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March 30, 2017

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I am having trouble understanding polarity. I think I understand what it is - when a chemical bond occurs and there is or is not a resulting charge on the molecule. And the book says that the amount of polarity is the difference in the electronegativity between the two atoms in the bond (is my answer to the second question correct?).

What I don't understand is how to find the electronegativity, or even if the molecule has a dipole or not, if there are more than two atoms in the molecule. For instance, in the first problem, it says that CO2 is nonpolar. Why? H2O is polar, so obviously it isn't the structure of the atom that causes polarity, although our text uses the picture of children pulling on a rope in opposite directions to teach this concept. What am I missing? Thanks - this is so confusing!

First question: An individual carbon-oxygen bond is polar. Yet carbon dioxide, CO2, which has two carbon-oxygen bonds, is nonpolar. Why?

Second question: Which bond is most polar: H-N, N-C, C-O, C-C, O-H, or C-H?

The O-H bond would be most polar since it has the greatest difference in electronegativity.

  • Chemistry-Polarity - ,

    last question: Yes, OH is most polar for your reason

    Now on molecules, there is a big factor in the structure. If two polar bonds are aligned, the molecule is doubly polar, but if they are aligned in opposite direction, the two polar moments cancel.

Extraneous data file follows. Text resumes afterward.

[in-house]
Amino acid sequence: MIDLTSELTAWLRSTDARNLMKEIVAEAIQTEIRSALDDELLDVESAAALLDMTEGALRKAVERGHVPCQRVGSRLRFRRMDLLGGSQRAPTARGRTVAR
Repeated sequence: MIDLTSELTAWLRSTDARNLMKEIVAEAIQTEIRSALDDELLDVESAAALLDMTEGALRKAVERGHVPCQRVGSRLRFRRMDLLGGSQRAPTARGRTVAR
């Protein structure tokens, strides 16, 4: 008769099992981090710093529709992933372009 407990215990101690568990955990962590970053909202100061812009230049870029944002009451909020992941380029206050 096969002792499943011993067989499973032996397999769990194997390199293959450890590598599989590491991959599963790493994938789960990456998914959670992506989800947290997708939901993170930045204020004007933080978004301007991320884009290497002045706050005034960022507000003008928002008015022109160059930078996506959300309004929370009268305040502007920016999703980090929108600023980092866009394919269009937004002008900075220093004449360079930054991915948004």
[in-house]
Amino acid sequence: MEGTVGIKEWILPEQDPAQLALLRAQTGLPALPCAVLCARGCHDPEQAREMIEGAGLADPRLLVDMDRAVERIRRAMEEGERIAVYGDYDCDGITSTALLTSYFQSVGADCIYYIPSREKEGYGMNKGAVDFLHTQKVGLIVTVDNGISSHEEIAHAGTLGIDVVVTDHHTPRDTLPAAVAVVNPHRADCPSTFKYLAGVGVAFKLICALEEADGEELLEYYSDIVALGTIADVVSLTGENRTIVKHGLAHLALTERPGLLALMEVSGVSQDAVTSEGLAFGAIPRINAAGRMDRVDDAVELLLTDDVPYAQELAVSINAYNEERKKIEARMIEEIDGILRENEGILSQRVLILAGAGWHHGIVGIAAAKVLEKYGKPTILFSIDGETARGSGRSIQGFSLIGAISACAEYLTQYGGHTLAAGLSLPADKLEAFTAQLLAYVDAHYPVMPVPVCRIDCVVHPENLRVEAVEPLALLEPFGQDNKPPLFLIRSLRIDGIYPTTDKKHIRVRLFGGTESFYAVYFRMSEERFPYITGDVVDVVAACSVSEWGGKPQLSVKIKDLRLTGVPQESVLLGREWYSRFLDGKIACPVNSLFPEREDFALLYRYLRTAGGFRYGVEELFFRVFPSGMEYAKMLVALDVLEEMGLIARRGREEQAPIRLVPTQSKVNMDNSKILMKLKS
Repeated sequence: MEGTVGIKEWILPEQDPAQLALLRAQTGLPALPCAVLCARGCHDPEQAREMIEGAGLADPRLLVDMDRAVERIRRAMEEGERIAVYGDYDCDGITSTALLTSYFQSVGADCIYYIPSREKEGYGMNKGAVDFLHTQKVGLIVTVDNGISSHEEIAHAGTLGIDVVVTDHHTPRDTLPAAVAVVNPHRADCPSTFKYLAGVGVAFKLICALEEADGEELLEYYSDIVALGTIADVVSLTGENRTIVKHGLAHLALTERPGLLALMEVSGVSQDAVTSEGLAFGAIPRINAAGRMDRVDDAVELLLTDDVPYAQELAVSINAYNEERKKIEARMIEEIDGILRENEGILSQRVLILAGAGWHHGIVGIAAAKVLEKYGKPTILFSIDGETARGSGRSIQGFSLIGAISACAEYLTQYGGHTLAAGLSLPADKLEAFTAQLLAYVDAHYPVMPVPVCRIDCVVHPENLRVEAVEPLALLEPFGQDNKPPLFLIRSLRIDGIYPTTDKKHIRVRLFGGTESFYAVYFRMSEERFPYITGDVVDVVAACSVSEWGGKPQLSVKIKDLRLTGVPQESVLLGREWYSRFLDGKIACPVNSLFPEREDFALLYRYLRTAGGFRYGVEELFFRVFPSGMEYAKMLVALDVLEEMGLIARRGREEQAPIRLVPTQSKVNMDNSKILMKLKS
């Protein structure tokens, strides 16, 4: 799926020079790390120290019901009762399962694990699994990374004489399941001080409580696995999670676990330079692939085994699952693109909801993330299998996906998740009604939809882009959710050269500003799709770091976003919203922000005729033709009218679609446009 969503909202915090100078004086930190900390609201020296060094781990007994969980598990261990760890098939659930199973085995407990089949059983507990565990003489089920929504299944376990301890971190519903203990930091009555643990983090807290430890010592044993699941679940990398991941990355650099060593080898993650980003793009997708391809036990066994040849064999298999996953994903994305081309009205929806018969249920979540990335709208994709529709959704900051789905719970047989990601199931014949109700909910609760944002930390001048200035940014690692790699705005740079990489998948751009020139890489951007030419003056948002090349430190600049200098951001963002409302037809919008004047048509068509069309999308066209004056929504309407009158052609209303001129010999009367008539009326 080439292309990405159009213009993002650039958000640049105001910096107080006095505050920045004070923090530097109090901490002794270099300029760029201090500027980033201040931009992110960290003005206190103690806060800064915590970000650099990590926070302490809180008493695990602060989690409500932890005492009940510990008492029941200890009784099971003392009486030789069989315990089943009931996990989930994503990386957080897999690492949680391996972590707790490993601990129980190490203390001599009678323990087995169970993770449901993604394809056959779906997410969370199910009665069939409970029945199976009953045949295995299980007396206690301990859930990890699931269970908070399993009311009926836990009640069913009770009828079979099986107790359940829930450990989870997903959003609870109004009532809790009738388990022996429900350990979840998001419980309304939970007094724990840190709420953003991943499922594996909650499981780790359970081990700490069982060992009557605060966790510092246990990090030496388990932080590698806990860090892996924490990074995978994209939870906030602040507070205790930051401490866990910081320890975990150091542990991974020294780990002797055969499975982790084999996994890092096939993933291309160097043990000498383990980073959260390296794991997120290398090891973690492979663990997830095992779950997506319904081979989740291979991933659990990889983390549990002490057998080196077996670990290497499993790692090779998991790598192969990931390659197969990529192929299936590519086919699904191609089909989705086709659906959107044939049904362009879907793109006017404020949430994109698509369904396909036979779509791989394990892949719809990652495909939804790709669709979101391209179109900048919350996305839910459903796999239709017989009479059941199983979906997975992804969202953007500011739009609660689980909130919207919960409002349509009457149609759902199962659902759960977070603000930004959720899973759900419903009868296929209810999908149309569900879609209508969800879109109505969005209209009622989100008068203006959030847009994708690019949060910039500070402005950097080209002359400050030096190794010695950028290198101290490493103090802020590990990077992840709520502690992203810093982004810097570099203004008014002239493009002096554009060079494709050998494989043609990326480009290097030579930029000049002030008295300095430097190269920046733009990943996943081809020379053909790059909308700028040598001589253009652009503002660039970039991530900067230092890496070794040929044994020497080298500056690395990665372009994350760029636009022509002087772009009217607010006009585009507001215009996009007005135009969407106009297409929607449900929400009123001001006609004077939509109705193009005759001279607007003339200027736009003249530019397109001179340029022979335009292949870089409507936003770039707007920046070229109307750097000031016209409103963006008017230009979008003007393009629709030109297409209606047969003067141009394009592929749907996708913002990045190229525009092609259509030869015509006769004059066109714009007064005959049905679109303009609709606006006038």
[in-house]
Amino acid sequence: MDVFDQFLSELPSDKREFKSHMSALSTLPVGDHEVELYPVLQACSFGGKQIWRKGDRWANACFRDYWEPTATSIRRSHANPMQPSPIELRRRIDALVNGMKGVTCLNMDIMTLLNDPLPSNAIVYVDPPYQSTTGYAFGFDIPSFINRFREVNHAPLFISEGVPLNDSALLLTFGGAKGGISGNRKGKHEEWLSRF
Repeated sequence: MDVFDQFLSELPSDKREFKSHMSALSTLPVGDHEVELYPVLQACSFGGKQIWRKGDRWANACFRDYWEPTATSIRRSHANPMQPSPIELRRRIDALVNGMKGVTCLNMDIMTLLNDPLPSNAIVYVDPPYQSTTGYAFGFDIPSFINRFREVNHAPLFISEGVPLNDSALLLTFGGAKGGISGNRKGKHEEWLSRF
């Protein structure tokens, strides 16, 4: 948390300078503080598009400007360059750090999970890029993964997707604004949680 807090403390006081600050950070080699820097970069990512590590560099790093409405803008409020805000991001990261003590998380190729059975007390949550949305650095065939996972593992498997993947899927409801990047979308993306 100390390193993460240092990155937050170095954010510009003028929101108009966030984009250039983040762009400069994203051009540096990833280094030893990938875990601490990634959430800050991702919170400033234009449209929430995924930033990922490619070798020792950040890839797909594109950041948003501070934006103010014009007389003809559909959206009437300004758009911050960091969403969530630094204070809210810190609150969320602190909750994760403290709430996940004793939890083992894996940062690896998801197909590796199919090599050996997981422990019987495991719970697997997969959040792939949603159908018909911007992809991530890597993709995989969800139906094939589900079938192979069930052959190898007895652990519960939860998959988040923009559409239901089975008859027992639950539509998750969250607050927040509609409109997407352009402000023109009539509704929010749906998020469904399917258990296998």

Take CO2. It is a linar molecule O=C=O
    each side is polarized, but in opposite directions. It has a net zero polar moment. Having a net dipole moment for a molecule means of you add up all the moments of each bond, and take consideration of their directions, then the vector (look up that word) is the net dipole for that molecule.
    So in the end, two things matter:1) the difference in electronegativity of the bonded atoms (ie, how they share electrons), and 2) how the entire molecule is arranged.

  • Chemistry-Polarity - ,

    Ok, having a different structure makes sense - so how would I know what the structure is like for a specific molecule?

  • Chemistry-Polarity - ,

    You study Lewis structures and VSEPR theory.
    http://www.chem.purdue.edu/gchelp/vsepr/

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